December 5, 2014 / 3:35 AM / in 3 years

Thai king cancels 87th birthday appearance on doctors' orders

Thai Royal Guards ride their horses in front of the Grand Palace, during a military parade as a part of a celebration for the upcoming birthday of Thailand's King Bhumibol Adulyadej, in Bangkok, December 2, 2014. REUTERS/Chaiwat Subprasom

BANGKOK (Reuters) - Thailand’s King Bhumibol Adulyadej canceled a public appearance on his 87th birthday on Friday on the advice of doctors, disappointing thousands outside a hospital where he is staying, hoping for a glimpse of the world’s longest-reigning monarch.

The cancellation fueled concern over the health of King Bhumibol, who is regarded as almost divine by many Thais and is widely seen as a unifying figure through years of political unrest.

It also comes at a sensitive time, six months after the army took over in a coup and amid a corruption investigation that has led to the arrest of relatives of Princess Srirasmi, the wife of the crown prince.

The king’s birthday is also known as “Father’s Day” in Thailand and is a holiday.

King Bhumibol was admitted to hospital in October and underwent an operation to remove his gallbladder.

“A team of royal physicians ... agreed that he is not ready to grant a royal audience and therefore doctors have recommended he cancel royal activities,” the Royal Household Bureau said in a statement.

The king last appeared in public in November.

Doctors later said the king’s condition was not serious and he was recovering.

“I want the public to understand that His Majesty is not sick and does not have anything serious,” Udom Kachintorn, dean of the Faculty of Medicine at Siriraj Hospital, told reporters.

“This is the recovery period after illness.”

Thousands gathered outside the hospital with most wearing yellow, a color associated with the monarchy. Some shouted “long live the king” while others held portraits.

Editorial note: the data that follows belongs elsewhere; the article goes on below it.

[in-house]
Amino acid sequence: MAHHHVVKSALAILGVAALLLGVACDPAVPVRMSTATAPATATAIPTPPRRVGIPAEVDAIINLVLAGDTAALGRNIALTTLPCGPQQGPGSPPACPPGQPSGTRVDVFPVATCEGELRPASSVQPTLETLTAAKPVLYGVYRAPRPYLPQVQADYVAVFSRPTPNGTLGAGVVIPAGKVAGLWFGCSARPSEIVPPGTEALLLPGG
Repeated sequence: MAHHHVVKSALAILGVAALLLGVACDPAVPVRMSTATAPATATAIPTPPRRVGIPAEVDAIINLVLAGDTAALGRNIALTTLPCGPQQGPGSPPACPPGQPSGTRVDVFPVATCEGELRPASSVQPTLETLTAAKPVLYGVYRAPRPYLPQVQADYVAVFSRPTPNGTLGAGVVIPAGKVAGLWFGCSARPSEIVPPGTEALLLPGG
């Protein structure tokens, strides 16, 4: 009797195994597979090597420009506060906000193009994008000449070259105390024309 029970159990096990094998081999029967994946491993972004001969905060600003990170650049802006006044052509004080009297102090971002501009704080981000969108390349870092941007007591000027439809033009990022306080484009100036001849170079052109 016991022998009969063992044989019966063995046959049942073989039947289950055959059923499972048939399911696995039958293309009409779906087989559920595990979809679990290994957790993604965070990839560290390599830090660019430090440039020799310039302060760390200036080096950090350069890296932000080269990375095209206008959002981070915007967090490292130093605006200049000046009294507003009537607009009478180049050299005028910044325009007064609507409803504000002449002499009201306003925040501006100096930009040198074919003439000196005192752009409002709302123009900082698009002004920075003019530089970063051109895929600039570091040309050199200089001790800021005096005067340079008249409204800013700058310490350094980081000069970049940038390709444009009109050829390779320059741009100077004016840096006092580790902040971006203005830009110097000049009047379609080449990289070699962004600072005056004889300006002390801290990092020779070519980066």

“It doesn’t matter whether he appears in public or not,” said Thepwitoon Chim-ngog, 37. “I‘m just happy that I‘m here to show my loyalty.”

King Bhumibol’s health and anxiety over the succession have formed part of the backdrop to a complex crisis driven by rival business and political elites.

King Bhumibol carries considerable moral weight in Thailand. He has in the past used birthday speeches to comment on the state of the nation or, as in 2001, to criticize leaders of a government led by former tycoon Thaksin Shinawatra.

The king made several interventions in the 1970s and 1990s to call for calm during political upheaval. He was silent during the latest crisis, which culminated in the May 22 coup.

The military government of Prime Minister Prayuth Chan-ocha has called on all Thais to wear yellow this month to mark the birthday.

Crown Prince Maha Vajiralongkorn is expected to carry out ceremonies to mark his father’s birthday.

Additional reporting by Juarawee Kittisilpa and Viparat Jantraprapaweth; Editing by Nick Macfie and Robert Birsel

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